Irish athletes look to make their mark at senior level in Prague
English is best contender for a medal at the European athletics indoor championships
Kilkenny’s Dara Kervick has a decent chance of making the final at the European indoor athletics championships in Prague next weekend. Photograph: Ryan Byrne/The Irish Times
It’s been another tough week in the mountains. That February wind chill might tickle the bones at sea level, but it rattles them at this altitude, the only bit of shelter around here coming from the few bare oak trees and the walls of Ireland’s highest pub.
Trying to heat a 200-year-old house with 13ft high ceilings is also a desperate exercise in inefficiency. The boiler blew out – again – on Tuesday, and that once great stack of my dad’s finest handcut turf is now down to a loose and lonely bundle. Thank good for the French wine sale in the supermarket.
This has nothing to do with my looking forward to next weekend’s European indoor athletics championships. It’s no warmer in Prague, although all the action is indoors, naturally, in the O2 Arena. And it doesn’t take long for indoor athletics to heat up: three days of competition – Friday to Sunday – all up close and personal, a bit like the infamous Liston Memorial Rooster Fight.
The sports editor also insisted I go. We’re only sending a modest team of 12 athletes, although with one self-proclaimed medal contender. At 21 Mark English might still be a student of 800-metre running (and student of medicine) but he’s already passed one major test with honours, and he’s definitely not going to Prague to save on his heating bill.
For seven of the 12 Irish athletes, Prague represents their first senior international competition. At 24, Dara Kervick, from Piltown in south Kilkenny is no kid, but he’s been chipping away at his 400m time over the last six years. He knocked chunks off it last weekend, running 46.53 to win the national indoors in Athlone. He has a decent chance of making the final, and after that who knows? David Gillick wasn’t the gold medal favourite in Madrid 10 years ago, but we remember what happened there.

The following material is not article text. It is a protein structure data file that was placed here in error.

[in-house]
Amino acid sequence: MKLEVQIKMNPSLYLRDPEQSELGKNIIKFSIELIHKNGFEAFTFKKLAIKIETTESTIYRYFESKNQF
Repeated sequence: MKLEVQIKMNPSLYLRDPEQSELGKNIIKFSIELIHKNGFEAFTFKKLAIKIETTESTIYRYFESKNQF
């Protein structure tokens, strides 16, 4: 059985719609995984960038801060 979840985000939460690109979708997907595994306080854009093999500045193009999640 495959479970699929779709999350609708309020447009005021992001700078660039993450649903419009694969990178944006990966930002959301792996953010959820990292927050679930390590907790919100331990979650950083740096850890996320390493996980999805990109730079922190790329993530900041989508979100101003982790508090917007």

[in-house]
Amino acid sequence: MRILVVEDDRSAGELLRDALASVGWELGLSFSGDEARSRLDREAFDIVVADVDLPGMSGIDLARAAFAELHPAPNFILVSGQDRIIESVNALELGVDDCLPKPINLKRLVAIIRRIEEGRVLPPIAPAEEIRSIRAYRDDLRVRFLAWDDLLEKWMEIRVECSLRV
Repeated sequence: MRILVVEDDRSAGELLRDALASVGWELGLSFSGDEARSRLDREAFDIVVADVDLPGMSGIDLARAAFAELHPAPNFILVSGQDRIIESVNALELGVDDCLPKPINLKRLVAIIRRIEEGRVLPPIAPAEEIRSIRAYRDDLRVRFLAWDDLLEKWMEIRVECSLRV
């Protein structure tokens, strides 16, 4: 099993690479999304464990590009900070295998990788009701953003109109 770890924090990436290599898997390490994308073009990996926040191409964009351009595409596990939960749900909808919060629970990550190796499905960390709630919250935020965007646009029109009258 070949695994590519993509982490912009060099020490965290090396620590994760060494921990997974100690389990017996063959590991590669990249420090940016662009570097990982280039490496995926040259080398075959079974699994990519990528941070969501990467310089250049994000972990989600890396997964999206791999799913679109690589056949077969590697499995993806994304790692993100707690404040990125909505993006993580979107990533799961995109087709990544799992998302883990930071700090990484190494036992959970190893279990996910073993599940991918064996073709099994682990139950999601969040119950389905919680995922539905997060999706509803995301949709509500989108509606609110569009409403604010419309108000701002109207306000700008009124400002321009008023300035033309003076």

Declan Murray also takes considerable pride in representing Ireland. He grew up playing Gaelic football, with the Detroit Wolfe Tones, where he was born and raised - his father hailing from Gorteen in Sligo, his mother from Castlemaine in Kerry. Murray later attended Loyola, the old Jesuit university on the north side of Chicago. When it came to pursuing his international running career, he was always going to be Irish-American and not American-Irish. Murray also runs the 800m and didn’t mind suggesting that he might help English make the final, if it came down to that.
There’s also an extra layer of entertainment about indoor athletics. It’s not just about avoiding the cold. Europe may be the only continent to stage an indoor championships, but this is where, and why, it all began. Long before London’s royal borough of Kensington and Chelsea was famous for its embassies and department stores, it was home to the Cremorne Pleasure Gardens, a park with a circus, zoo and Ashburnham Hall. It was here, on November 7th, 1863, that the first recorded indoor athletics meeting was staged; 150 years later, it may be an easier sell than the outdoor version.
I can imagine Noel Berkeley reading all this and not being impressed. Berkeley preferred the tough slog of winter cross-country running or hammering it out on the roads. And unlike most of us from the same vintage, he hasn’t softened with age. He turned 50 a few months ago, but that hasn’t slowed him down. In fact he’ll turn the clocks back 25 years on Sunday, when he runs in the national inter-club cross country at Rostrevor, Co Down.
He’s not trying to win the thing, but just revisit the days when the national inter-club cross country was one of the biggest events on the Irish sporting calendar. He will also want to mark that occasion in 1990, when he helped Dundrum South-Dublin win their first senior team title. Berkeley was on scholarship in Oklahoma at the time but flew home for the race.
Even the junior race in Limerick in 1990 was tough beyond any current comparison. I know that because the top 10 of us hardy runners all ended up on scholarships in the US.
This has nothing to do with me looking forward to next weekend’s European indoor championships, only a reminder that winter didn’t always feel this cold.